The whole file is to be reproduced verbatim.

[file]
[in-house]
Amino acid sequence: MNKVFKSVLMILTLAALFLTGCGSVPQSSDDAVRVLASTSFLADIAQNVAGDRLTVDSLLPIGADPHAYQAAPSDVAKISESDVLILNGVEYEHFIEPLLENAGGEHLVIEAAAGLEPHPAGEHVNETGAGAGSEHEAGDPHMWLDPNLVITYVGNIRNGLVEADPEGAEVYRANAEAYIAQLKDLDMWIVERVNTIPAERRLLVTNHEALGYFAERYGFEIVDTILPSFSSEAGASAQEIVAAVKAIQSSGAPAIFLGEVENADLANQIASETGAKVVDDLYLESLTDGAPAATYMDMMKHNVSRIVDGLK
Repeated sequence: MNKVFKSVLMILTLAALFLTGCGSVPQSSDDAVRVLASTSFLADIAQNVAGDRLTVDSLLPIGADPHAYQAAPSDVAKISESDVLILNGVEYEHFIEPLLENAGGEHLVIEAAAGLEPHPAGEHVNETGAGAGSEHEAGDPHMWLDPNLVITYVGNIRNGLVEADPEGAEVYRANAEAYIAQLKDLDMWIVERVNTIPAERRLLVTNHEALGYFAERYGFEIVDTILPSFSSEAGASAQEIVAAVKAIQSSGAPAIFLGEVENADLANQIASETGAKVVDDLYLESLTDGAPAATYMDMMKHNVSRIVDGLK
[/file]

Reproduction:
[in-house]
Amino acid sequence: MNKVFKSVLMILTLAALFLTGCGSVPQSSDDAVRVLASTSFLADIAQNVAGDRLTVDSLLPIGADPHAYQAAPSDVAKISESDVLILNGVEYEHFIEPLLENAGGEHLVIEAAAGLEPHPAGEHVNETGAGAGSEHEAGDPHMWLDPNLVITYVGNIRNGLVEADPEGAEVYRANAEAYIAQLKDLDMWIVERVNTIPAERRLLVTNHEALGYFAERYGFEIVDTILPSFSSEAGASAQEIVAAVKAIQSSGAPAIFLGEVENADLANQIASETGAKVVDDLYLESLTDGAPAATYMDMMKHNVSRIVDGLK
Repeated sequence: MNKVFKSVLMILTLAALFLTGCGSVPQSSDDAVRVLASTSFLADIAQNVAGDRLTVDSLLPIGADPHAYQAAPSDVAKISESDVLILNGVEYEHFIEPLLENAGGEHLVIEAAAGLEPHPAGEHVNETGAGAGSEHEAGDPHMWLDPNLVITYVGNIRNGLVEADPEGAEVYRANAEAYIAQLKDLDMWIVERVNTIPAERRLLVTNHEALGYFAERYGFEIVDTILPSFSSEAGASAQEIVAAVKAIQSSGAPAIFLGEVENADLANQIASETGAKVVDDLYLESLTDGAPAATYMDMMKHNVSRIVDGLK